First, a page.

Today Georgians have a special tradition. It’s the Day of Luck, or “Bedoba”. Whatever you do today is how you’ll spend the rest of the year—though often in a more symbolic day. It’s sort of like a more concrete set of resolutions: You make your resolutions, do them all today, and by luck they’ll stick goshdangit.
Georgians on this day tend to stuff themselves with sweets, especially gozinaki, a kind of walnut or hazelnut brittle. It doesn’t mean that you’ll be eating sweets for the rest of the year, but rather that the rest of your year will be sweet. Likewise, you should do some work today to have a productive year, spend time with your loved ones to have a loving year, and so on.
Last year for instance, my wife and I spent Bedoba in Munich with a 10-hour layover. As a couple of Christmas markets were still open, we spent the day sipping hot wine, eating sausages and schnitzel, and visiting T.K. Maxx for some cheap, decent quality clothes. Subsequently our year was full of wine drinking, Teo got sent to Germany twice on work, and we got a baby (not sure where that fits in).
Sipping on mulled wine in Munich, circa 2019
And that’s why today I’m writing this blog—I’m hoping this year will be productive. I’ve got lots of professional plans, from writing to music, not to mention raising a newborn baby, so my plate is pretty full. That means today I’ll be writing a blog, working on my upcoming Facetious Guide to Czechia, writing a bit on a short story, working on a song, practicing accordion, and last but not least take my baby to a Christmas market.
Last year's Tbilisi Christmas market (2018-2019)
Which leads me to another thing about Georgian culture. The brand of Orthodox Christianity here still uses the old Julian calendar, the same one we used to use until a pope changed it in the 1600s (Pope Gregory, hence the “Gregorian Calendar”). As the Julian calendar didn’t account for leap years, Christmas kept drifting off, and everyone realized it was going to eventually be a summertime festival rather than a winter solstice festival. So Pope Gregory added a day every four years (except on years with multiples of ten or something like that) and fixed it. By that time though, the One Catholic and Orthodox Faith had long since splintered in pretty solid and unfixable ways, so the Eastern Christians (Orthodox) still looked at this new calendar fairly skeptically. Eventually they’d add a leap day themselves to fix it, but not for another couple of hundred years, which meant the Orthodox liturgical calendar is quite a few days off from the Gregorian calendar, and their December 25 is our January 7. To add to the confusion, the Soviets had changed the calendar of every day use to the Gregorian calendar, aligning it with the rest of the secular world. So even though Georgians might refer to Christmas as January 7, it’s actually December 25 on their religious calendar (but still the 7 on their secular political calendar).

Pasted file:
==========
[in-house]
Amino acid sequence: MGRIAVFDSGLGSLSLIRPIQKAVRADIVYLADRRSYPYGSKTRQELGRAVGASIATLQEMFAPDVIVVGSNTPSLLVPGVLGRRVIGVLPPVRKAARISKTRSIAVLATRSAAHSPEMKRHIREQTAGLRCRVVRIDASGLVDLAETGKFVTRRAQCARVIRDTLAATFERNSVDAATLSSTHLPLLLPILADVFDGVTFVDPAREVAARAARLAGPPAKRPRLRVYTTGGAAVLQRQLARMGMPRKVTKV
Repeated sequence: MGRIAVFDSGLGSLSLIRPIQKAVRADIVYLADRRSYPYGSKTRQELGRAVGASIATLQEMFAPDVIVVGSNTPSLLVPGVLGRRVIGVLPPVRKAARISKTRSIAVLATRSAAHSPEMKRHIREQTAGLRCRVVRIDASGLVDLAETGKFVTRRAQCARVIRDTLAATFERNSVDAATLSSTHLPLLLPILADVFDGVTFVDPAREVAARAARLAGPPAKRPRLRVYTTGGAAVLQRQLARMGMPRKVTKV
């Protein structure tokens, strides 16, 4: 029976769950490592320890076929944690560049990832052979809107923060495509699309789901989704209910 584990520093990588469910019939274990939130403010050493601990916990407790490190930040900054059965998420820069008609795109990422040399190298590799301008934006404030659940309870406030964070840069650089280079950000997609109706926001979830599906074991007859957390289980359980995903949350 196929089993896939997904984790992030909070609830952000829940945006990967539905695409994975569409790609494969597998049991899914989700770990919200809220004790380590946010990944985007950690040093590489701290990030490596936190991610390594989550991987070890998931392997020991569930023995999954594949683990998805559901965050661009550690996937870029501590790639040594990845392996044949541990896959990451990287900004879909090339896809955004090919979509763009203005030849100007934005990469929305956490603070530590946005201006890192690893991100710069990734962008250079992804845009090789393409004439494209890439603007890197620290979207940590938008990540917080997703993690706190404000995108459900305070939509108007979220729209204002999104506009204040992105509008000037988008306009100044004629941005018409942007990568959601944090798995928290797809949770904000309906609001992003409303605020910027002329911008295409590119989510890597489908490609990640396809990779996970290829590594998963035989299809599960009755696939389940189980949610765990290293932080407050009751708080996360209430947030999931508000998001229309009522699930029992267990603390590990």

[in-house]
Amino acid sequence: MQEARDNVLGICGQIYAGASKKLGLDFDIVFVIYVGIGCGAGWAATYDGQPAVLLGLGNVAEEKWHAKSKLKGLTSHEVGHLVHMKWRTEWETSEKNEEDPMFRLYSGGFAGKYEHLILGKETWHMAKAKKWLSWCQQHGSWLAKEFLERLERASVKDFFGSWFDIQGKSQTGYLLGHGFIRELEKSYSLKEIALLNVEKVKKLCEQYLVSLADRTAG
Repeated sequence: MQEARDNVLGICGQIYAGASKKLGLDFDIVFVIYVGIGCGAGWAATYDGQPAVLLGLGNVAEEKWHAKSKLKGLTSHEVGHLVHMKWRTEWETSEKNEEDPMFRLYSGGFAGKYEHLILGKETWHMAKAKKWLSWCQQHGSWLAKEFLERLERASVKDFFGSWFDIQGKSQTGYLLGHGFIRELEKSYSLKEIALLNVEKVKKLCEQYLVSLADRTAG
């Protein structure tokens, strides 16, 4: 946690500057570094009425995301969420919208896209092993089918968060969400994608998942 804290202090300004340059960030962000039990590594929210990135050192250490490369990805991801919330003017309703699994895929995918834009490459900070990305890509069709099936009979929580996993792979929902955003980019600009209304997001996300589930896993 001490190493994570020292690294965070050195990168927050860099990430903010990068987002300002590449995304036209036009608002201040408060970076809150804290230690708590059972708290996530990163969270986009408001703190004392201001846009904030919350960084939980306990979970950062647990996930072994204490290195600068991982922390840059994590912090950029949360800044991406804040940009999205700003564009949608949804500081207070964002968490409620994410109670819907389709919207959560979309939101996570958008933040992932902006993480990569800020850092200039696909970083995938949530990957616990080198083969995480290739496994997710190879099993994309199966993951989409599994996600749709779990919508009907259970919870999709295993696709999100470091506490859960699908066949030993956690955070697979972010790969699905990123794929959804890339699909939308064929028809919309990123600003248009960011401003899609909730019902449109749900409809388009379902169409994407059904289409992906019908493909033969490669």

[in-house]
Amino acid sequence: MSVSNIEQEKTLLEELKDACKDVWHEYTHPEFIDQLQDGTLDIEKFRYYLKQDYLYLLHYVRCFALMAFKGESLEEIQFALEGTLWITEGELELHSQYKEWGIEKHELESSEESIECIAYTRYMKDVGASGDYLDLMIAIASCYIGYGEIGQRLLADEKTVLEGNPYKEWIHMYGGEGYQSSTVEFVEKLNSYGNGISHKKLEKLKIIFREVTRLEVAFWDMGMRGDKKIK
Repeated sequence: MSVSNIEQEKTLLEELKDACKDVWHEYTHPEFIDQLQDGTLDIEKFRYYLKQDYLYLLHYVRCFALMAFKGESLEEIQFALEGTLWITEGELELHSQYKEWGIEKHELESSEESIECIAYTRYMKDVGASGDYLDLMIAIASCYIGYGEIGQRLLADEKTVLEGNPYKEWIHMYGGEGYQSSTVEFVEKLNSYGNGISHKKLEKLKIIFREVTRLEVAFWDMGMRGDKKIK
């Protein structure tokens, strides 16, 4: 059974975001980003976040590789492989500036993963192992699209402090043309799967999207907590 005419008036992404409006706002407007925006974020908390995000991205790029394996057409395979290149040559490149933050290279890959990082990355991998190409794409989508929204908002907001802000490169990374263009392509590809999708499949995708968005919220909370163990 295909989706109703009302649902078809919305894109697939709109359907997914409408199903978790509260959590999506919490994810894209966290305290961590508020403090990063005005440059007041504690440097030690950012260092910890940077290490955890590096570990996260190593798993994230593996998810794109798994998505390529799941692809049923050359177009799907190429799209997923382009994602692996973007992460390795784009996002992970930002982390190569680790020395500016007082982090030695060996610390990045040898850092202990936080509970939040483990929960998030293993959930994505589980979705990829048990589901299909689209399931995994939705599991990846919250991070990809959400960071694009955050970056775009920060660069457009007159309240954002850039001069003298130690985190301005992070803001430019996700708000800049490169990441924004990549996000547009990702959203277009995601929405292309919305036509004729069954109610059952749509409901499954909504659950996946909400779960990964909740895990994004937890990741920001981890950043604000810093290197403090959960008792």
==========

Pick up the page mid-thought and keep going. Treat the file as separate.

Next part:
At the Tbilisi Christmas market (2018-2019), smoke from barbecue
All that to say that Georgians—who have long seen themselves as spanning Eastern and Western culture in a variety of senses—have found double the reason to party. They’re beginning to embrace the rampant commercialism and materialism that goes along with Western Christmas, which includes the standard Germanic Christmas carols at the beginning of November to Instagram moments with an alien creature known as the Santa Claus (traditionally they have a guy named Tovlis Babua, or Grandaddy Snow, who does the same thing but usually dresses in blue and wears a traditional Svan hat). So now Western Christmas is a Georgian reason to party, and it kind of opens up their Christmas season. Their newly styled Christmas/New Years markets start on December 25, with a Christmas/New Years tree lighting, and they go through the New Years and don’t end until Georgian Christmas on January 7. Which actually acts quite nicely and perfectly for tourism to boot and that for Westerners, even the New Years “season” is quite festive.
Tovlis Babua is quite a different guy than Santa...
Traditional yarn toys for sale. Krokodil Gena from the Cheburashka children's show pictured
So guys, make your resolutions. And plant them in the ground today on Bedoba by doing them and getting off to a proper start. May your year be sweet and full of love!